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March 3rd 2023 by Dave & Alison

Our Latest Blog Entry

Dealing with Mold while drying Arbutus wood.

This 3" thick by 24" slab of Arbutus quickly developed a green fuzzy mold a few weeks after being boiled. The wood is then washed with cleaning vinegar to kill the mold and has no other effect to the wood.

The process of boiling arbutus to prevent cracking poses another issue. "Mold" Boiling the arbutus greatly reduces the problem of cracking however it also allows the wood to absorb more water, this does not effect the drying time in fact it seems to dry faster however it does place more moisture on the surface of the wood. This moisture under the right conditions can allow the growth of a fuzzy green and white mold, once you wash or wipe off that green fuzz there are dark black stains and if not attended to these mold stains can penetrate right through the bowl blank.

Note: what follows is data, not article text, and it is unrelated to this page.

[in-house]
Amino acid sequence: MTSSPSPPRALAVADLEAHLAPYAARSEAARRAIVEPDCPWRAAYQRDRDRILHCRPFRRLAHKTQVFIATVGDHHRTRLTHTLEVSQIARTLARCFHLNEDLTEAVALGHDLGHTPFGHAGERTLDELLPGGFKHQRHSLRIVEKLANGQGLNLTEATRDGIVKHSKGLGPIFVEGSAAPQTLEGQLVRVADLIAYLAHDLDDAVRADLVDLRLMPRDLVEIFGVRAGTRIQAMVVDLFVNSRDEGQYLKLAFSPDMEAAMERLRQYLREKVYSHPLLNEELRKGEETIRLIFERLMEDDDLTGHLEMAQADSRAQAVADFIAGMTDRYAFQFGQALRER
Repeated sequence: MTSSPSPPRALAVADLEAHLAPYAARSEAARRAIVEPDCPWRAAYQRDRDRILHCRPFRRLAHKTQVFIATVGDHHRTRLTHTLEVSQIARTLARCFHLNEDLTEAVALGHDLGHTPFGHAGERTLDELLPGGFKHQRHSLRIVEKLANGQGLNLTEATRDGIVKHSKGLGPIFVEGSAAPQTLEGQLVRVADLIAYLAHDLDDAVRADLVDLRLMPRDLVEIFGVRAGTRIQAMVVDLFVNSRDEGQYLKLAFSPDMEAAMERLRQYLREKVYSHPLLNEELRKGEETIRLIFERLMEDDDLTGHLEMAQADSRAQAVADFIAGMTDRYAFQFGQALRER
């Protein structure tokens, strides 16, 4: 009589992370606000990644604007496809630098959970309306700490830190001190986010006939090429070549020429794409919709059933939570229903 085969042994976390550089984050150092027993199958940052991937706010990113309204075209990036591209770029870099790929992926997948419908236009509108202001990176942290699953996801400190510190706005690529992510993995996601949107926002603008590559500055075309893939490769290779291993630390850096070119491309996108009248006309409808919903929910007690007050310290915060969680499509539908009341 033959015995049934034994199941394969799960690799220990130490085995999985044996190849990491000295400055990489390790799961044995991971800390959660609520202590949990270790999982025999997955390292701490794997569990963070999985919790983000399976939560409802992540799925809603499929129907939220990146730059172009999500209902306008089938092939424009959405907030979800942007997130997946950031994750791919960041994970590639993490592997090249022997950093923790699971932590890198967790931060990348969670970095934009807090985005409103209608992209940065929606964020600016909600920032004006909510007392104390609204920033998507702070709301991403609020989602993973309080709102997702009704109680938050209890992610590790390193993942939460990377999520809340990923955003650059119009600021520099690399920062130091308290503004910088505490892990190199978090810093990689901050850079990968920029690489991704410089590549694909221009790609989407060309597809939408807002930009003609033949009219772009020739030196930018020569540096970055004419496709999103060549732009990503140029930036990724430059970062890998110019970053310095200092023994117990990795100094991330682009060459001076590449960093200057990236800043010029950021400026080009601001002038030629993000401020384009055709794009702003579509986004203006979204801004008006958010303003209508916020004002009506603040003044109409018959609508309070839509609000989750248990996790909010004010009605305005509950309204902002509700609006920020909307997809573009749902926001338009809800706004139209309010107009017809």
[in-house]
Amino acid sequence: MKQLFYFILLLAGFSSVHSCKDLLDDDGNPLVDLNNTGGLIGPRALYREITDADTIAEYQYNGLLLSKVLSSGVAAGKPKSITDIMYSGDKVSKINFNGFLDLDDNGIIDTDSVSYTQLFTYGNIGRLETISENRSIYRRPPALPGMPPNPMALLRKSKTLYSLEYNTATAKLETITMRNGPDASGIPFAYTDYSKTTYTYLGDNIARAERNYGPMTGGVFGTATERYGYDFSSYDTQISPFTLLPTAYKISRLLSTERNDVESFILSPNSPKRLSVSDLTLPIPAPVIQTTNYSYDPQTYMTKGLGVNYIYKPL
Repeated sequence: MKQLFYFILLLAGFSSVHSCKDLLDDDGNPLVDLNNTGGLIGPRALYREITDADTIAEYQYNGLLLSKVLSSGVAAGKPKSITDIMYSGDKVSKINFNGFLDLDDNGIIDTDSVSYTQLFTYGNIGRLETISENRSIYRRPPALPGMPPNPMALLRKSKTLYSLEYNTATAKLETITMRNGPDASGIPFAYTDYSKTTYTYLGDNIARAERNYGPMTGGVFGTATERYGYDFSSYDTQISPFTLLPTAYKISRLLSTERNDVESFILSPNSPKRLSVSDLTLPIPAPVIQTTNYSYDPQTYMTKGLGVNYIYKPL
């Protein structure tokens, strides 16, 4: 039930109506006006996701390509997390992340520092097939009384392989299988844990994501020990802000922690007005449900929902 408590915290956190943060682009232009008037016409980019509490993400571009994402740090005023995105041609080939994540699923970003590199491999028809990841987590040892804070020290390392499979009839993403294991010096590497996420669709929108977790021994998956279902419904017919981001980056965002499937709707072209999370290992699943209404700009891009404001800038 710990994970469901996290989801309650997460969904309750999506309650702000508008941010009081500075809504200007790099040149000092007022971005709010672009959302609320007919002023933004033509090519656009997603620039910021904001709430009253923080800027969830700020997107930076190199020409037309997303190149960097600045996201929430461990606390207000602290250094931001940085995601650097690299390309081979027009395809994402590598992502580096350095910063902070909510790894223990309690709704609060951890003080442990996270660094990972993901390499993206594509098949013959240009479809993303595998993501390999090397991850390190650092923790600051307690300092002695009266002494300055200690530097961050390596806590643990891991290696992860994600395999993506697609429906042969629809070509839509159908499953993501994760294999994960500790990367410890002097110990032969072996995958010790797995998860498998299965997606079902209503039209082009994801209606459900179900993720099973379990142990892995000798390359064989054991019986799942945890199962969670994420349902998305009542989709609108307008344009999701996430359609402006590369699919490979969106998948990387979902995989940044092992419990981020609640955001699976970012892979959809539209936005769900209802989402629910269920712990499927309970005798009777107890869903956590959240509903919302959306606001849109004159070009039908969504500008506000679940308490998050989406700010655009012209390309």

These arbutus boards were boiled and then air dried for about a week before being stacked in the shed with the fan on a timer 8 hrs per day. After about a week in the shed some mold had developed in part from the damp weather and also because there was not enough air movement to remove the surface moisture so mold developed between the boards. To kill the mold the boards were removed from the shed and washed with cleaning vinegar then left standing along the wall to provide maximum air space around each board for another week. The boards are then re stacked in the shed and monitored daily for the next few weeks.

The arbutus burl chunk on the right was fresh cut and then soaked in water with a small amount of bleach. This piece was stored for 3 weeks in water and once the bark was removed you can see the darkish green staining, I believe this is also a form of mold or decay however it wont have any effect as the bulk if not all of that will be turned away. If any of these stains remain in a piece they seldom are noticeable or degrade the piece. If however the piece is left soaking too long it will become very slimy and stinky and very unpleasant to turn.

There is a fine balance to have the right amount of air flow over the drying wood, too little will result in mold and too much air flow will cause the wood to dry too fast resulting in possible cracking. The process of harvesting Arbutus from the time the tree is cut to the point where the wood is dry enough that mold cannot set in requires patience and attention, once you have reached that point the wood can then be safely air dried for months on its own.

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